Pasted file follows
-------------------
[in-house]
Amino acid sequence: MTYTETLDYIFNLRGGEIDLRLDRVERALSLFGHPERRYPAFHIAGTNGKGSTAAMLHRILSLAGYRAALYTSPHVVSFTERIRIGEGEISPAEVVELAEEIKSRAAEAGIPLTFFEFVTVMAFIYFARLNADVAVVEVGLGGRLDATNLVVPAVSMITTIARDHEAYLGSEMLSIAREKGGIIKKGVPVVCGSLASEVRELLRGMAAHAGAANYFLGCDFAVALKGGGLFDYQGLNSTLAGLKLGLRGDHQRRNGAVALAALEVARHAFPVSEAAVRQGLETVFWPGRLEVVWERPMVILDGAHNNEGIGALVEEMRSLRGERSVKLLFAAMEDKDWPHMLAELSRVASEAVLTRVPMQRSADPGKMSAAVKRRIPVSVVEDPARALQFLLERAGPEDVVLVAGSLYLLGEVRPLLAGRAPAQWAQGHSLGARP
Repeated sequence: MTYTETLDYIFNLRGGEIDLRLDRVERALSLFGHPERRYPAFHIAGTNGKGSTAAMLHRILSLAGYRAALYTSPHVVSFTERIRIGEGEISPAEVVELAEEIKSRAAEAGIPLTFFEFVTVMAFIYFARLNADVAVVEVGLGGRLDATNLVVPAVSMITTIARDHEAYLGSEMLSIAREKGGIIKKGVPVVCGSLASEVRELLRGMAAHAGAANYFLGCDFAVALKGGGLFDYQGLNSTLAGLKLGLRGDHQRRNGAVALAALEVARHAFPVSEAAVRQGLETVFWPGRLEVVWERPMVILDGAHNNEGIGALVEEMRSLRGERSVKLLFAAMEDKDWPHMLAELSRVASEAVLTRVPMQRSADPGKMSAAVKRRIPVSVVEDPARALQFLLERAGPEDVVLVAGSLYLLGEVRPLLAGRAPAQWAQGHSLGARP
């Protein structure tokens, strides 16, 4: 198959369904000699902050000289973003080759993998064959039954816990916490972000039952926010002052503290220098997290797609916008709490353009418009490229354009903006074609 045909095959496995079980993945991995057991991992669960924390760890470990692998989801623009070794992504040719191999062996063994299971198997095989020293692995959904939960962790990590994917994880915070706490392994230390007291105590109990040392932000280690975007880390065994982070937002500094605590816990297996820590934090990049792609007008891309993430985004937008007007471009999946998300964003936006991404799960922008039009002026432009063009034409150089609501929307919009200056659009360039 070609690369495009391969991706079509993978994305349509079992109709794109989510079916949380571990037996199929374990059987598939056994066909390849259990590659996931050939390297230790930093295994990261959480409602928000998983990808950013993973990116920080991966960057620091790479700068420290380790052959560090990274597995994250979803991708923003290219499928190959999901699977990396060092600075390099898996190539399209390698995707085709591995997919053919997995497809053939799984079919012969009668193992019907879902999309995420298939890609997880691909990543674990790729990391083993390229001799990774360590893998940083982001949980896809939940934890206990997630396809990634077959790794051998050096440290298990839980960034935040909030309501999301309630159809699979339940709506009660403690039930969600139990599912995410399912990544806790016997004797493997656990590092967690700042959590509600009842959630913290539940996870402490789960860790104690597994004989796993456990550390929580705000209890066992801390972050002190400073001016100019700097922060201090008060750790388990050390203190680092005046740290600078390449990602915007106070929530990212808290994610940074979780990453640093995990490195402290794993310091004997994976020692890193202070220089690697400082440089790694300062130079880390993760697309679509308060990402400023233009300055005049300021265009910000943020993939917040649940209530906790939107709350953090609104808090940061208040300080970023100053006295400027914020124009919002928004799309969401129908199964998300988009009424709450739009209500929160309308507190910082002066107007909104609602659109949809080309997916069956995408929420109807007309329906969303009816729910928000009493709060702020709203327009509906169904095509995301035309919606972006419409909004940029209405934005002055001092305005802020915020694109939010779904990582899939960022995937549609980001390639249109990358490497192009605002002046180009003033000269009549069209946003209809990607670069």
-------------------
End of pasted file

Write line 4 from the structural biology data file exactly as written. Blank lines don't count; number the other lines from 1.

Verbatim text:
């Protein structure tokens, strides 16, 4: 198959369904000699902050000289973003080759993998064959039954816990916490972000039952926010002052503290220098997290797609916008709490353009418009490229354009903006074609 045909095959496995079980993945991995057991991992669960924390760890470990692998989801623009070794992504040719191999062996063994299971198997095989020293692995959904939960962790990590994917994880915070706490392994230390007291105590109990040392932000280690975007880390065994982070937002500094605590816990297996820590934090990049792609007008891309993430985004937008007007471009999946998300964003936006991404799960922008039009002026432009063009034409150089609501929307919009200056659009360039 070609690369495009391969991706079509993978994305349509079992109709794109989510079916949380571990037996199929374990059987598939056994066909390849259990590659996931050939390297230790930093295994990261959480409602928000998983990808950013993973990116920080991966960057620091790479700068420290380790052959560090990274597995994250979803991708923003290219499928190959999901699977990396060092600075390099898996190539399209390698995707085709591995997919053919997995497809053939799984079919012969009668193992019907879902999309995420298939890609997880691909990543674990790729990391083993390229001799990774360590893998940083982001949980896809939940934890206990997630396809990634077959790794051998050096440290298990839980960034935040909030309501999301309630159809699979339940709506009660403690039930969600139990599912995410399912990544806790016997004797493997656990590092967690700042959590509600009842959630913290539940996870402490789960860790104690597994004989796993456990550390929580705000209890066992801390972050002190400073001016100019700097922060201090008060750790388990050390203190680092005046740290600078390449990602915007106070929530990212808290994610940074979780990453640093995990490195402290794993310091004997994976020692890193202070220089690697400082440089790694300062130079880390993760697309679509308060990402400023233009300055005049300021265009910000943020993939917040649940209530906790939107709350953090609104808090940061208040300080970023100053006295400027914020124009919002928004799309969401129908199964998300988009009424709450739009209500929160309308507190910082002066107007909104609602659109949809080309997916069956995408929420109807007309329906969303009816729910928000009493709060702020709203327009509906169904095509995301035309919606972006419409909004940029209405934005002055001092305005802020915020694109939010779904990582899939960022995937549609980001390639249109990358490497192009605002002046180009003033000269009549069209946003209809990607670069």